Dementia Treatments Pendleton OR

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Umatilla County Mental Health Division
(541) 278-5411
721 Se Third, Suite B
Pendleton, OR
Specialty
Alzheimer's Research FoundationAlzheimer's Research Foundation

Willowbrook Terrace
(541) 276-3374
707 Sw 37th Street
Pendleton, OR
Specialty
Skilled Nursing Facilities

Friedrich Miller
(541) 278-2558
2600 Westgate
Pendleton, OR
Specialty
Psychiatry, Alzheimer's Specialist

Clare Bridge of Troutdale
(503) 465-8104
1201 SW Cherry Park Rd
Troutdale, OR
Services
Alz/Dementia Support

Data Provided by:
Regency Park Assisted Living
(503) 292-8444
8300 SW Barnes Rd
Portland, OR
Services
Assisted Living Facility, Alz/Dementia Support

Data Provided by:
St Anthony Home Care Services
(541) 278-6571
1601 Se Court Ave
Pendleton, OR
Specialty
Home Health Agencies

St Anthony Hosp Home Care And Hospice
(541) 278-6571
331 Se Byers Avenue
Pendleton, OR
Specialty
Hospices

S Chandragiri
2600 Westgate
Pendleton, OR
Specialty
Psychiatry, Alzheimer's Specialist

Wynwood of McMinnville
(503) 435-0100
721 NE 27th St
McMinnville, OR
Services
Assisted Living Facility, Alz/Dementia Support

Data Provided by:
Clare Bridge of Salem
(503) 365-7500
1355 Boone Rd SE
Salem, OR
Services
Alz/Dementia Support

Data Provided by:
Data Provided by:

Staying Sharp

We’ve all heard the jokes about age and forgetfulness, but memory lapses that mess
up everyday living are no laughing matter. If your mind isn’t what it used to be, read on
for five keys to achieving peak mental performance.

By Marissa Candela

April 2007

You snap your fingers, furrow your brow and tap your foot to no avail—you’re drawing a blank, experiencing a frustrating “senior moment.” What was that phone number? What was that actress’s name? And where the heck are those car keys? The answer always seems to be on the tip of your tongue, or just barely hidden behind a veil of mental fogginess.

From common annoyances like forgetfulness and sluggish reasoning to more serious age-related conditions like dementia and Alzheimer’s disease, many of us—especially the aging baby boomer population—are wandering through life in a brain haze, vaguely aware that our thinking could be substantially sharper.

This mind-dulling decline can be partially attributed to unhealthy lifestyles, as dubious diet choices, poor stress management, mental passivity and sedentary living all take a heavy toll on peak mental performance. Environmental elements are also culpable, as ubiquitous toxins and pollutants bombard our brains with free radicals that hasten mental deterioration.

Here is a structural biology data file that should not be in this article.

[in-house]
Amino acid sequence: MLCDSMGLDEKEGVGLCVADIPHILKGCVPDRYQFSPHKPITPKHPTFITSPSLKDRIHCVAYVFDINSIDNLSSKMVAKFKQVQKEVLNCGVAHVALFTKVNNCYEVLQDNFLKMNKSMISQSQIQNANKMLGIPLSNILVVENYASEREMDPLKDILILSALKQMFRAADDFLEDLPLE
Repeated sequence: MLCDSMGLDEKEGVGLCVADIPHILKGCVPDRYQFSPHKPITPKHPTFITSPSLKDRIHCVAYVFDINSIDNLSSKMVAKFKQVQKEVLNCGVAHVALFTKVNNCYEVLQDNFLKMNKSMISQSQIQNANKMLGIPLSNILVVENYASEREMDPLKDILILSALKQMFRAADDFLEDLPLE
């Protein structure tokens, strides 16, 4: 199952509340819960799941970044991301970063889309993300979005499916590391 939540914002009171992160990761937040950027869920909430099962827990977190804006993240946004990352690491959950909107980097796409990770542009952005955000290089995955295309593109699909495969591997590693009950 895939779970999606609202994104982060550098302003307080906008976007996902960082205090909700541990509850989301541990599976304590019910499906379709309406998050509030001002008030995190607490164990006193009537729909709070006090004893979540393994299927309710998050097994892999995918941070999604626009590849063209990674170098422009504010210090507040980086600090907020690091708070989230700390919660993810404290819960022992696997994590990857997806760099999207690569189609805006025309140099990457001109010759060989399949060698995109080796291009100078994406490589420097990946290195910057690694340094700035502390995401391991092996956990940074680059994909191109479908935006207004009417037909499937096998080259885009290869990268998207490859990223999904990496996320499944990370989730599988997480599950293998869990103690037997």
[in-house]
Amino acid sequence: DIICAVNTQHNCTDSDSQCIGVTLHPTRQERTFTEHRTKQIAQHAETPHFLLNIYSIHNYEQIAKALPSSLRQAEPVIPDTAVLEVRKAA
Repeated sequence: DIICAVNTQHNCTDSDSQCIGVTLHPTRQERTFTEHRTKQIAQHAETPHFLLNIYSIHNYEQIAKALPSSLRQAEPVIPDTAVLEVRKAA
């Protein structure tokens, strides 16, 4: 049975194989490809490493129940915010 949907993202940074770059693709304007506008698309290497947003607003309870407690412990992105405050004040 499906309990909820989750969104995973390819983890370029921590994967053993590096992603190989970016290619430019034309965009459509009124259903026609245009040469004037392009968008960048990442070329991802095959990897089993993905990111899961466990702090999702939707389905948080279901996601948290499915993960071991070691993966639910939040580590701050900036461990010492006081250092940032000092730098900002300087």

Thankfully, mounting evidence suggests that these factors can be countered, and that cognitive decline is not an unavoidable counterpart to aging. Mental murkiness can be replaced with lightning-fast reasoning and crystal-clear memory—by simply adopting commonsense practices. Here, Energy Times outlines these brain-boosting practices with five critical keys to staying sharp:

1. Brain Food

It shouldn’t come as any surprise: the standard American diet is as bad for our minds as it is for our bodies. “The typical Western diet sends one down a path of inflammation, oxidative stress and bad cholesterol,” explains Dr. Michael Ozner, author of The Miami Mediterranean Diet (Cambridge House). All of these factors have been linked to cognitive decline and Alzheimer’s disease.

The Mediterranean diet in particular—which minimizes meat, sugar and processed foods while encouraging fresh fruits and vegetables, olive oil, nuts and a modest amount of fish—seems tailor-designed to neutralize threats to brain health: “The Mediterranean diet brings lots of antioxidants, helps lower bad cholesterol and raise good cholesterol, and is an anti-inflammatory diet,” says Ozner. “All of this can help reduce risk for cerebrovascular disease and Alzheimer’s disease.”

A Columbia University study published in the Archives of Neurology (10/06) is the latest to echo Ozner’s assertion. In the study, those who ate Mediterranean-style enjoyed a 68% lower risk of developing Alzheimer’s disease.

The Mediterranean meal plan is also rich in essential “good fats” for peak cognitive function and critical building blocks for the brain—which itself is 60% fat. Omega-3s, for example, are believed ...

Click here to read the rest of this article from Energy Times